Encountering realistic simulated phishing emails creates memories for these events that lead us to judge phishing as more likely. These cyber risk beliefs make us more suspicious of the emails in our inbox and therefore more likely to spot a malicious message.

For this reason, it is beneficial to have more encounters with realistic “de-fanged” training emails than the malicious messages we are likely to encounter in the wild. The more realistic the training messages, the more likely we are to spot the truly malicious messages.

Finding the Right Campaign Frequency

The critical question for security awareness teams is how to find the right balance of sending enough training campaigns to maintain user vigilance without sending so many that users being to experience security fatigue and resent training campaigns.

This optimal training frequency will vary according to the proficiency of the individual. Some individuals are naturally more attentive or aware of potential phishing attacks than others. These are usually the employees who report every email that is suspicious and recognize nearly every training phishing email. These “protective stewards” of your organization usually do not require more frequent phishing exercises and often benefit from more difficult trials.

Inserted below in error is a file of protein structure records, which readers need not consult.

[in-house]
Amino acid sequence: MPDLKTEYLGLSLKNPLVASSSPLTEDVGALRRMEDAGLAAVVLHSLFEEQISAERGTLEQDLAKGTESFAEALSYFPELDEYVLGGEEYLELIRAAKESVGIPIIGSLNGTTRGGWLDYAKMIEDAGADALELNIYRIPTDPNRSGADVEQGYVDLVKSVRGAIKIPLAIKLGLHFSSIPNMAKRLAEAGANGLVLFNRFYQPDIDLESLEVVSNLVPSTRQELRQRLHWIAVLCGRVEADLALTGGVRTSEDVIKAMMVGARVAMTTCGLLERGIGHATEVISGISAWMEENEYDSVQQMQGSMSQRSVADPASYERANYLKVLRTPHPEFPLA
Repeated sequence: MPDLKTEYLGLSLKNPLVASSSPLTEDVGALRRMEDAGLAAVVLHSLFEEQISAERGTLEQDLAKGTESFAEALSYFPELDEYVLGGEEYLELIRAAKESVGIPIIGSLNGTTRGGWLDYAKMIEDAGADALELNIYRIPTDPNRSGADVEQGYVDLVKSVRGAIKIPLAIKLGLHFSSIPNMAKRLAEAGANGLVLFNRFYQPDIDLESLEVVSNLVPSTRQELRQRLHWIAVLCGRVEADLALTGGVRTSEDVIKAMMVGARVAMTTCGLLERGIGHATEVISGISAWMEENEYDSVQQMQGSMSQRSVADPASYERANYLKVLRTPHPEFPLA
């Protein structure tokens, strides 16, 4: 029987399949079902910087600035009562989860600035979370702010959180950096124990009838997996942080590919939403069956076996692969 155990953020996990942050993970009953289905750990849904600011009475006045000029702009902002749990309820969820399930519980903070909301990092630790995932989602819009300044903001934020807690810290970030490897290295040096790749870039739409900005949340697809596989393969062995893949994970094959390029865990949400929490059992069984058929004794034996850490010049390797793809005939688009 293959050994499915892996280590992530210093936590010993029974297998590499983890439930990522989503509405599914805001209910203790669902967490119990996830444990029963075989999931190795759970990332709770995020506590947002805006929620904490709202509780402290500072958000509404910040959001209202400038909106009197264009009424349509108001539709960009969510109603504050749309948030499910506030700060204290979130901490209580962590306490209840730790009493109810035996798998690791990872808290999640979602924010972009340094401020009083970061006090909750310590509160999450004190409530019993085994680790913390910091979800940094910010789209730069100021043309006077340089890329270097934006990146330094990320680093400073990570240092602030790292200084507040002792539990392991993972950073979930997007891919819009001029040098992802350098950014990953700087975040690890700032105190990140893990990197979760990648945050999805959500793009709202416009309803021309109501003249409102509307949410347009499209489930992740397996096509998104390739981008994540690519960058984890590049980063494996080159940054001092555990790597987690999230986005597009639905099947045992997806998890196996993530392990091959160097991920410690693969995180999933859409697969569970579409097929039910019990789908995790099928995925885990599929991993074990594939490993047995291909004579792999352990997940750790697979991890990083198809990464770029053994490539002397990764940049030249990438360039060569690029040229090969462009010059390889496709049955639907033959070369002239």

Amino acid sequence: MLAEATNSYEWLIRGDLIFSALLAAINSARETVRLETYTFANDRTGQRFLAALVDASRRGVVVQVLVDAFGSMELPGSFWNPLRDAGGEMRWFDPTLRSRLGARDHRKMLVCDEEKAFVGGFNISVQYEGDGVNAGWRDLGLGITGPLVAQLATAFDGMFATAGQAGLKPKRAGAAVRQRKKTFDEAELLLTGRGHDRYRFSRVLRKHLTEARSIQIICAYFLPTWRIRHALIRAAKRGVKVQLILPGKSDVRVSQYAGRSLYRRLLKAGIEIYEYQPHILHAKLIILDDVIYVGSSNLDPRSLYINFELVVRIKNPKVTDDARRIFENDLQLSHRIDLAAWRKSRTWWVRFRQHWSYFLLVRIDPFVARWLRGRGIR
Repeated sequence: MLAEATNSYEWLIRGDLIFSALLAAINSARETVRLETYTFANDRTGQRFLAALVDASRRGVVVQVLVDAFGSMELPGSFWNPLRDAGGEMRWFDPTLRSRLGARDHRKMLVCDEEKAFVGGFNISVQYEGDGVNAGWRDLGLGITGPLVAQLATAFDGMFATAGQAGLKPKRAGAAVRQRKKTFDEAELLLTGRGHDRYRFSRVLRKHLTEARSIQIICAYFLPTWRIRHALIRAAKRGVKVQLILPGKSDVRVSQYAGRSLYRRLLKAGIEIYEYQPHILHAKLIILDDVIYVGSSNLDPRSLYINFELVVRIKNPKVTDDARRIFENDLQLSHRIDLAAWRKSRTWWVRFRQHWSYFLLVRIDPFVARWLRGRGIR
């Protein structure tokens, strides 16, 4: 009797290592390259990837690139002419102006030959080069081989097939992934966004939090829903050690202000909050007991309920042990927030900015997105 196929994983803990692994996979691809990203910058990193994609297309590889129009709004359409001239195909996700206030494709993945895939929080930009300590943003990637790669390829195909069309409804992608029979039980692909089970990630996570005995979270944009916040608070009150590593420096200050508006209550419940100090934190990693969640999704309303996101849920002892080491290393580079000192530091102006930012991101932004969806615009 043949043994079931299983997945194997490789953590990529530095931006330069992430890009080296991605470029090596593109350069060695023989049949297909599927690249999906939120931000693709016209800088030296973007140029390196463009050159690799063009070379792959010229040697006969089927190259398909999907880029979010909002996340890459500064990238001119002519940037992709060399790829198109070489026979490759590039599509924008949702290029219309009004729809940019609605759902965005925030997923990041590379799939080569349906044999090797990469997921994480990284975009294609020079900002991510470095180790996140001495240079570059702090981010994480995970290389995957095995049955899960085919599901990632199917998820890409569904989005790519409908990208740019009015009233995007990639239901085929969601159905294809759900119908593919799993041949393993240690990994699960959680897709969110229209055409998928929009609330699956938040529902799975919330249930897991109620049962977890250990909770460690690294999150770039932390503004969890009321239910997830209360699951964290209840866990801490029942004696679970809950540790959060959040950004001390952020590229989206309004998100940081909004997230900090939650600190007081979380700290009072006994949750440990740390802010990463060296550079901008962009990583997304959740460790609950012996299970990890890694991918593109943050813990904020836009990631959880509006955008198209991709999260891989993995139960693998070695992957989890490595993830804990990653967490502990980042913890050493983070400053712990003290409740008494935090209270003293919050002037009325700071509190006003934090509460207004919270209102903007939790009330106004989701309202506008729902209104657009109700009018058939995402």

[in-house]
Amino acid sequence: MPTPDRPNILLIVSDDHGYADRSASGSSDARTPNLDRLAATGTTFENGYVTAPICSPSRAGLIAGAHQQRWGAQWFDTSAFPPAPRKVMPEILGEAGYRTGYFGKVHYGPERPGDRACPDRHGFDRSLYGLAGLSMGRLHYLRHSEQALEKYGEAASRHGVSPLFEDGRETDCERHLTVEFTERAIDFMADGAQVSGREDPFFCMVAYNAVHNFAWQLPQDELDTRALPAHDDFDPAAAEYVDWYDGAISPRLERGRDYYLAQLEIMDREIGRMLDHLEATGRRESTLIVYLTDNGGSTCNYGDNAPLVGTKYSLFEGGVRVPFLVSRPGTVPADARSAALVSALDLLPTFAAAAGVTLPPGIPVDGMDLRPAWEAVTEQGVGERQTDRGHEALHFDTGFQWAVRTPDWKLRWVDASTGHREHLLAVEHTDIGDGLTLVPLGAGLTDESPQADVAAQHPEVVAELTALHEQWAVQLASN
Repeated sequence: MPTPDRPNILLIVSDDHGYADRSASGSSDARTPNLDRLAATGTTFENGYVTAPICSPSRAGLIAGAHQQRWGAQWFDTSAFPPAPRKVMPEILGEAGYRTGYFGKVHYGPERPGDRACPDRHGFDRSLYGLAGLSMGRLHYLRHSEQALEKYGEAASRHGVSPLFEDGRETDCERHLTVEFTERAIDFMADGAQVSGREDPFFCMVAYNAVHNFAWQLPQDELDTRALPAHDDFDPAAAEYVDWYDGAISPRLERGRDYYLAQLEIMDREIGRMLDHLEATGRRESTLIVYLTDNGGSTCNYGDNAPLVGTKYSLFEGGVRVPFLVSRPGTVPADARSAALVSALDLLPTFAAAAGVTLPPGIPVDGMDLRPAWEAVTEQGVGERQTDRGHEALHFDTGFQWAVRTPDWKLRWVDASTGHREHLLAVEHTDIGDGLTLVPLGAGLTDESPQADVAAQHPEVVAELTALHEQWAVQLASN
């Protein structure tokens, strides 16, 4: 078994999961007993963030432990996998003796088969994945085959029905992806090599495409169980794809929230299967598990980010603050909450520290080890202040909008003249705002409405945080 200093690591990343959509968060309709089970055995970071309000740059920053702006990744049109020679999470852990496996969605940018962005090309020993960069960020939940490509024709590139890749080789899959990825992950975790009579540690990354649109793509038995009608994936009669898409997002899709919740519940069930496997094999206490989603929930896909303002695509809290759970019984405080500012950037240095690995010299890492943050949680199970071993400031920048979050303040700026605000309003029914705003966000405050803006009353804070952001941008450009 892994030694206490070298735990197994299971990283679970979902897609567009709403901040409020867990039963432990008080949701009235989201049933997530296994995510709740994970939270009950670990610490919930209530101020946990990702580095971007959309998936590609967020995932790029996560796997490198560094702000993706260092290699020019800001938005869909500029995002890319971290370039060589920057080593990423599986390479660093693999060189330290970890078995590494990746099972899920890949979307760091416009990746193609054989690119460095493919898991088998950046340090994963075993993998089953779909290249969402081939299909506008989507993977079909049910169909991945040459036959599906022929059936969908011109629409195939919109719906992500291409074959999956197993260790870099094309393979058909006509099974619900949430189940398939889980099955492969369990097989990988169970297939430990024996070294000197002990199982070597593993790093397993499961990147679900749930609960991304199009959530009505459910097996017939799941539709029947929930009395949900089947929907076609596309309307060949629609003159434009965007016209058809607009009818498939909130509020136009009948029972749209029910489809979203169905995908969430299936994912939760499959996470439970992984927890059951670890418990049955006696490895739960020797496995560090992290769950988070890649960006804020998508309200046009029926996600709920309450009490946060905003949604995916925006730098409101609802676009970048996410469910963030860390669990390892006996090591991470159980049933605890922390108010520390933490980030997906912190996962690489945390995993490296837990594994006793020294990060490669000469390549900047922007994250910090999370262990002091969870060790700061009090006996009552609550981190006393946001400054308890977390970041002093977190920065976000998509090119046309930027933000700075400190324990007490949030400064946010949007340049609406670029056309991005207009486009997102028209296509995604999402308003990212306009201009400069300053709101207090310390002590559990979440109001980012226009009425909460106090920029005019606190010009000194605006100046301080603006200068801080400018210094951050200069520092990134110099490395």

On the other hand, other members of your organization might need extra help in the form of more frequent emails. These users often fall within the “repeat clicker” camp[6] and may benefit from more frequent exposure to phishing simulations.

While the ideal solution would be to create individually tailored phishing campaigns, this is unrealistic for most security awareness programs because it is too much of a drain on time and resources. When planning campaign frequency across an organization, research seems to converge around a minimum of four times per year to maintain effectiveness and relevance of training.[7]

The Bottom Line

Detecting potentially malicious emails is a skill, and like any other skill, we need occasional practice to maintain proficiency. Sending users realistic simulated phishing campaigns is critical to maintaining vigilance against the occasional malicious phishing emails that manage to get through the filters. A minimum of four campaigns per year is needed to maintain user proficiency. While more frequent campaigns are ideal, be cautious against over-phishing and inducing security fatigue.

[1] Sawyer, B. D., & Hancock, P. A. (2018). Hacking the human: the prevalence paradox in cybersecurity. Human factors, 60(5), 597-609.

[2] Vishwanath, A., Harrison, B., & Ng, Y. J. (2018). Suspicion, cognition, and automaticity model of phishing susceptibility. Communication Research, 45(8), 1146-1166.

[3] Kahneman, D. (2011). Thinking, fast and slow. Macmillan.

[4]International Shark Attack File,” Florida Museum.

[5]CPSC, Soda Vending Machine Industry Labeling Campaign Warns Of Deaths And Injuries,” CPSC.

[6] Canham, M., Posey, C., Strickland, D., & Constantino, M. (2021). Phishing for Long Tails: Examining Organizational Repeat Clickers and Protective Stewards. SAGE Open, 11(1).

[7] Jampen, D., Gür, G., Sutter, T., & Tellenbach, B. (2020). Don’t Click: towards an effective anti-phishing training. A comparative literature review. Human-centric Computing and Information Sciences, 10(1), 1-41.